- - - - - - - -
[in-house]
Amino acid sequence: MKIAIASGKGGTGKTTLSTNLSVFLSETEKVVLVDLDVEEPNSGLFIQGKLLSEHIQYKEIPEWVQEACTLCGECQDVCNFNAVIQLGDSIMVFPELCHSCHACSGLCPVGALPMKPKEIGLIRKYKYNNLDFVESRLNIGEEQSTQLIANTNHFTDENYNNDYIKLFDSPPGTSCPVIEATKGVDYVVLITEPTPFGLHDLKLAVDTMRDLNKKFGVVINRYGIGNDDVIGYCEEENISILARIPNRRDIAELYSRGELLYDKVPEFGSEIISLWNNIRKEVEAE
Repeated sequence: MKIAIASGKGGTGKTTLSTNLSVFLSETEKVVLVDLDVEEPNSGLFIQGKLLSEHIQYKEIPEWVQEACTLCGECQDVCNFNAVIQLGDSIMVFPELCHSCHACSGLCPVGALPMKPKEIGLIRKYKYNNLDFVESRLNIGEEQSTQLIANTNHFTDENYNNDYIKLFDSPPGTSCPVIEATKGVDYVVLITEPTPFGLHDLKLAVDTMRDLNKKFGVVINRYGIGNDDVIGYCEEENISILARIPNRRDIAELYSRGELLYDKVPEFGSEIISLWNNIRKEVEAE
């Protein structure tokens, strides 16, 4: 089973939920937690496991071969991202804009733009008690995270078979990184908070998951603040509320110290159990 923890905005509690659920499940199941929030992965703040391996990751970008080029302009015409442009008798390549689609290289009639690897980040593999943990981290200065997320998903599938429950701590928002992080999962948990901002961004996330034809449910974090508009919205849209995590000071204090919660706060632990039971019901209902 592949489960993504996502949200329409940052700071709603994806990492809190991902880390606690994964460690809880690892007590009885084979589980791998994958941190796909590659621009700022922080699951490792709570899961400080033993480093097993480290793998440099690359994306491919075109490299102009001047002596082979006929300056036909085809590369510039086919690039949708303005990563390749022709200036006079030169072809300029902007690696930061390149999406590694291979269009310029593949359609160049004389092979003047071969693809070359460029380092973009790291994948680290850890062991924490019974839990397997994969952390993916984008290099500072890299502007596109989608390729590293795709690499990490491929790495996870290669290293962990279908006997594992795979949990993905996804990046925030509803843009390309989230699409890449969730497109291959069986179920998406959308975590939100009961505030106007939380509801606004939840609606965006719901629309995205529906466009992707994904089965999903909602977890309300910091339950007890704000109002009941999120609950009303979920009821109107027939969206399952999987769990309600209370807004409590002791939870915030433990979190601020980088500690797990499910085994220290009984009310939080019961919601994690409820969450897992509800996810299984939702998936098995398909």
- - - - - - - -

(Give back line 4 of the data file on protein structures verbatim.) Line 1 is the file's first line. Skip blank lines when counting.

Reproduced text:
């Protein structure tokens, strides 16, 4: 089973939920937690496991071969991202804009733009008690995270078979990184908070998951603040509320110290159990 923890905005509690659920499940199941929030992965703040391996990751970008080029302009015409442009008798390549689609290289009639690897980040593999943990981290200065997320998903599938429950701590928002992080999962948990901002961004996330034809449910974090508009919205849209995590000071204090919660706060632990039971019901209902 592949489960993504996502949200329409940052700071709603994806990492809190991902880390606690994964460690809880690892007590009885084979589980791998994958941190796909590659621009700022922080699951490792709570899961400080033993480093097993480290793998440099690359994306491919075109490299102009001047002596082979006929300056036909085809590369510039086919690039949708303005990563390749022709200036006079030169072809300029902007690696930061390149999406590694291979269009310029593949359609160049004389092979003047071969693809070359460029380092973009790291994948680290850890062991924490019974839990397997994969952390993916984008290099500072890299502007596109989608390729590293795709690499990490491929790495996870290669290293962990279908006997594992795979949990993905996804990046925030509803843009390309989230699409890449969730497109291959069986179920998406959308975590939100009961505030106007939380509801606004939840609606965006719901629309995205529906466009992707994904089965999903909602977890309300910091339950007890704000109002009941999120609950009303979920009821109107027939969206399952999987769990309600209370807004409590002791939870915030433990979190601020980088500690797990499910085994220290009984009310939080019961919601994690409820969450897992509800996810299984939702998936098995398909």